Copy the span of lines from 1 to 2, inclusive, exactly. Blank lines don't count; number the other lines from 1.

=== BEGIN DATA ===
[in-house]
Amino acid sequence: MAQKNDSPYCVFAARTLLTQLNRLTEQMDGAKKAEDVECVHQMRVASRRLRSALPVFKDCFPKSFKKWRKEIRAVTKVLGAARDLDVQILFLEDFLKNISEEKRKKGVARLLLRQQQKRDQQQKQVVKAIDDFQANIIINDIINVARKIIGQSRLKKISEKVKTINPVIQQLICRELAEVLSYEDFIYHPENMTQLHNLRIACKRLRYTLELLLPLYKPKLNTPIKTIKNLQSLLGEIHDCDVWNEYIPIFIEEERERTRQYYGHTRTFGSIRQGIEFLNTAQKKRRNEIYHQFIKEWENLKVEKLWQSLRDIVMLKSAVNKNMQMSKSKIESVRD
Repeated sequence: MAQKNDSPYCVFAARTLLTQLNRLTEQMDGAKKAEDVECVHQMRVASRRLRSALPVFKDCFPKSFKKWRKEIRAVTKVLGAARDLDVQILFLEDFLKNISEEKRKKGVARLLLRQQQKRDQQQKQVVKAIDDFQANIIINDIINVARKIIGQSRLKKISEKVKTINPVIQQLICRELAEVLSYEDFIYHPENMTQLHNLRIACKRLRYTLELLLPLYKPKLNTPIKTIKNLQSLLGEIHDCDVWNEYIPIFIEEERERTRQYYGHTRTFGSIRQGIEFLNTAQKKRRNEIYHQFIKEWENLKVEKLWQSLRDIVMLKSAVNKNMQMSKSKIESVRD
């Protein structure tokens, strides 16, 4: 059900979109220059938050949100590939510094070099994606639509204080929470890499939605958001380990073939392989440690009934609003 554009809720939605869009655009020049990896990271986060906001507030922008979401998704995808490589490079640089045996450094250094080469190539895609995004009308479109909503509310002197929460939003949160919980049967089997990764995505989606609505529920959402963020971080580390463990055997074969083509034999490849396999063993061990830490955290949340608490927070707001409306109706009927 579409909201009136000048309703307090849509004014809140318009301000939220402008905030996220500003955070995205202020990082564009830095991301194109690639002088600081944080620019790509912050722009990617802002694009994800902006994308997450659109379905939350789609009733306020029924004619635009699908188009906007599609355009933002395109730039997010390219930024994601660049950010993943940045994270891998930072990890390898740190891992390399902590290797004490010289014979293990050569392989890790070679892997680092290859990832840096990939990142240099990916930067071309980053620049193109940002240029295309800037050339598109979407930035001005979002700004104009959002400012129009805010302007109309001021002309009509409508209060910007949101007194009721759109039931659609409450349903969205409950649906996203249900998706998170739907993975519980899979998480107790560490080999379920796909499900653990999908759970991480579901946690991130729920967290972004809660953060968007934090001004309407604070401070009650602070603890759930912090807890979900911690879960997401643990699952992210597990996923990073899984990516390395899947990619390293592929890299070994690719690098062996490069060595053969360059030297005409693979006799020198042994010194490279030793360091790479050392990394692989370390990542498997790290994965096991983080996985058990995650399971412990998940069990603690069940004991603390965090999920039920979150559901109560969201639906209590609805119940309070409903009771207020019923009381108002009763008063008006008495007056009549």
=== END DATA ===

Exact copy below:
[in-house]
Amino acid sequence: MAQKNDSPYCVFAARTLLTQLNRLTEQMDGAKKAEDVECVHQMRVASRRLRSALPVFKDCFPKSFKKWRKEIRAVTKVLGAARDLDVQILFLEDFLKNISEEKRKKGVARLLLRQQQKRDQQQKQVVKAIDDFQANIIINDIINVARKIIGQSRLKKISEKVKTINPVIQQLICRELAEVLSYEDFIYHPENMTQLHNLRIACKRLRYTLELLLPLYKPKLNTPIKTIKNLQSLLGEIHDCDVWNEYIPIFIEEERERTRQYYGHTRTFGSIRQGIEFLNTAQKKRRNEIYHQFIKEWENLKVEKLWQSLRDIVMLKSAVNKNMQMSKSKIESVRD